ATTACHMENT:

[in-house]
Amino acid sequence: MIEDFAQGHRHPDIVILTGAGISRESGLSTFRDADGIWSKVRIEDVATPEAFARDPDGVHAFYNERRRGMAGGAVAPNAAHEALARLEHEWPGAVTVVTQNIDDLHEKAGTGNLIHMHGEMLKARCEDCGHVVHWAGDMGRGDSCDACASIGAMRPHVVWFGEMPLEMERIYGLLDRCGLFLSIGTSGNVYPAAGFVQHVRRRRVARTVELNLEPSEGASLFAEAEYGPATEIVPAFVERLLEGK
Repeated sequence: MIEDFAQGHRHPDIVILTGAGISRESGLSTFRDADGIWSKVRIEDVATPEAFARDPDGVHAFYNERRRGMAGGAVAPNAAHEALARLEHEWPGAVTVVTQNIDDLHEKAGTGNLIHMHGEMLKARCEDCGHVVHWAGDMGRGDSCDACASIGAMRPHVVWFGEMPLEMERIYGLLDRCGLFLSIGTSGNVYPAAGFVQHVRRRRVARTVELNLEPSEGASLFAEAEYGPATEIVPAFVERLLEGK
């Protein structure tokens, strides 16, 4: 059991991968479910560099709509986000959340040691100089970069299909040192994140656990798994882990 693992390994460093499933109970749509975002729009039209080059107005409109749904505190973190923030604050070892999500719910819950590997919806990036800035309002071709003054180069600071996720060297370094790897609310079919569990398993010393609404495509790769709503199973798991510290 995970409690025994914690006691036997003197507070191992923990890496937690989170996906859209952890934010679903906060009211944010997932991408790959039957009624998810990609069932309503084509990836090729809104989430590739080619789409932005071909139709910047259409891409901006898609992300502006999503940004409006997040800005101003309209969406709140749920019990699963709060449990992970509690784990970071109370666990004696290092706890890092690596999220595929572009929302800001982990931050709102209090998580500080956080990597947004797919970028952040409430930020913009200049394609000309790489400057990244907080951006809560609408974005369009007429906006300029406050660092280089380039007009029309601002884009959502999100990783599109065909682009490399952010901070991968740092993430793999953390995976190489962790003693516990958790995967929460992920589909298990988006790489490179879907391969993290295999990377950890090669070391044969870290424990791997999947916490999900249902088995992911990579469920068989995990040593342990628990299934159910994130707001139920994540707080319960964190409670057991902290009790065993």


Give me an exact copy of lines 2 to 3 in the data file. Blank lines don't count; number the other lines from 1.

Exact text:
Amino acid sequence: MIEDFAQGHRHPDIVILTGAGISRESGLSTFRDADGIWSKVRIEDVATPEAFARDPDGVHAFYNERRRGMAGGAVAPNAAHEALARLEHEWPGAVTVVTQNIDDLHEKAGTGNLIHMHGEMLKARCEDCGHVVHWAGDMGRGDSCDACASIGAMRPHVVWFGEMPLEMERIYGLLDRCGLFLSIGTSGNVYPAAGFVQHVRRRRVARTVELNLEPSEGASLFAEAEYGPATEIVPAFVERLLEGK
Repeated sequence: MIEDFAQGHRHPDIVILTGAGISRESGLSTFRDADGIWSKVRIEDVATPEAFARDPDGVHAFYNERRRGMAGGAVAPNAAHEALARLEHEWPGAVTVVTQNIDDLHEKAGTGNLIHMHGEMLKARCEDCGHVVHWAGDMGRGDSCDACASIGAMRPHVVWFGEMPLEMERIYGLLDRCGLFLSIGTSGNVYPAAGFVQHVRRRRVARTVELNLEPSEGASLFAEAEYGPATEIVPAFVERLLEGK